The number of freshmen increased by “an unprecedented 29%”, while transfer students increased by 8% and graduate students by 5%, according to Angie Faller, director of news, communications and marketing at the PSUs. More students are also living on campus, with “housing occupancy increasing by more than 11% over last year”.

UALR “is experiencing its largest percentage increase in freshman and transfer student numbers in more than a decade,” Cody Decker, vice chancellor for student affairs and chief data officer, said in a statement. statement from the university. For these incoming freshmen, the average high school GPA is 3.3 and the average ACT score is 22.4.

The increase in the number of graduate students “follows a 45% increase in graduate applications and [a] 31% increase in admissions,” according to Faller. The Department of Information Studies saw the largest increase, with an 86% increase, while enrollment also increased in graduate programs in History, Computer Science, Art and Design, and Biology.

“Higher education continues to be a priority for many undergraduate students because of the value that an advanced degree brings,” said Brian Berry, Vice Provost for Research and Dean of the doctoral school, in a press release from the university.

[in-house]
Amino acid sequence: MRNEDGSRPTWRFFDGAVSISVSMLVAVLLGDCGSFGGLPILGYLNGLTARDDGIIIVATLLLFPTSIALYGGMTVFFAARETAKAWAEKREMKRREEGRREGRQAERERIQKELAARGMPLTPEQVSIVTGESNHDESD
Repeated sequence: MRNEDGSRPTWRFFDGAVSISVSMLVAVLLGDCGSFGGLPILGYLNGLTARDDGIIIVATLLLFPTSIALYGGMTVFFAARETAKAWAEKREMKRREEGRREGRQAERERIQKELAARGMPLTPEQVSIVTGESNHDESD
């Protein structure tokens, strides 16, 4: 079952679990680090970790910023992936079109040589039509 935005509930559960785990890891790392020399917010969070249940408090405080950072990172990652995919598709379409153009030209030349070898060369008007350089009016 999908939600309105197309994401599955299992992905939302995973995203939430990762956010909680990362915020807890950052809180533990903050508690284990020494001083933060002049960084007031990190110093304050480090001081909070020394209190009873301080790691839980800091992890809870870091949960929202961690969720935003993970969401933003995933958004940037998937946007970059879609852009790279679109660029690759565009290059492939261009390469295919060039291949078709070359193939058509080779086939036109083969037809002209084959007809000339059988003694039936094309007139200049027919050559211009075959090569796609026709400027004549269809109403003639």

“This is especially true in the areas of cybersecurity, information science and information quality, as evidenced by their significant growth this year,” Berry said. “Growth in these areas is essential to developing the workforce needed to meet the demands of our growing knowledge-based economy here in Arkansas and throughout the region.”

University of Arkansas at Pine Bluff

Total fall enrollment at the University of Arkansas at Pine Bluff was down 7% from last fall, from 2,670 to 2,482.